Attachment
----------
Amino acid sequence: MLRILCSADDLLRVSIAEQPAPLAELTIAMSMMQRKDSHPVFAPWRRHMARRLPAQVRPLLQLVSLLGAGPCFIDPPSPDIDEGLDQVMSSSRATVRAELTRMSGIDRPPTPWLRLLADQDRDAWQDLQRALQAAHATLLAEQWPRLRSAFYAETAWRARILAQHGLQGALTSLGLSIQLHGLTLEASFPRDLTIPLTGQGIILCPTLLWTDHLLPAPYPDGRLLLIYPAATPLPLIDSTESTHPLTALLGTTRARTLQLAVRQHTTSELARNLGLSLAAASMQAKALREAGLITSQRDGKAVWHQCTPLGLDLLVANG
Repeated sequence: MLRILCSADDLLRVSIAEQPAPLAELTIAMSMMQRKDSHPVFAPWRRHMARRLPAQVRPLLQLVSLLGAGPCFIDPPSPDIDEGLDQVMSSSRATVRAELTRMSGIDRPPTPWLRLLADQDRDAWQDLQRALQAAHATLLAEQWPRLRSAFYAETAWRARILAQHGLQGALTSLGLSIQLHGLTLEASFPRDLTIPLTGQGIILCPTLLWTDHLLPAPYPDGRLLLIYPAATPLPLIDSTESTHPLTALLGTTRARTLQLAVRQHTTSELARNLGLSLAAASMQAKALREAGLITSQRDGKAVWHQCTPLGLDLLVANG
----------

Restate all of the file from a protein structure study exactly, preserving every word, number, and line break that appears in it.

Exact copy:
Amino acid sequence: MLRILCSADDLLRVSIAEQPAPLAELTIAMSMMQRKDSHPVFAPWRRHMARRLPAQVRPLLQLVSLLGAGPCFIDPPSPDIDEGLDQVMSSSRATVRAELTRMSGIDRPPTPWLRLLADQDRDAWQDLQRALQAAHATLLAEQWPRLRSAFYAETAWRARILAQHGLQGALTSLGLSIQLHGLTLEASFPRDLTIPLTGQGIILCPTLLWTDHLLPAPYPDGRLLLIYPAATPLPLIDSTESTHPLTALLGTTRARTLQLAVRQHTTSELARNLGLSLAAASMQAKALREAGLITSQRDGKAVWHQCTPLGLDLLVANG
Repeated sequence: MLRILCSADDLLRVSIAEQPAPLAELTIAMSMMQRKDSHPVFAPWRRHMARRLPAQVRPLLQLVSLLGAGPCFIDPPSPDIDEGLDQVMSSSRATVRAELTRMSGIDRPPTPWLRLLADQDRDAWQDLQRALQAAHATLLAEQWPRLRSAFYAETAWRARILAQHGLQGALTSLGLSIQLHGLTLEASFPRDLTIPLTGQGIILCPTLLWTDHLLPAPYPDGRLLLIYPAATPLPLIDSTESTHPLTALLGTTRARTLQLAVRQHTTSELARNLGLSLAAASMQAKALREAGLITSQRDGKAVWHQCTPLGLDLLVANG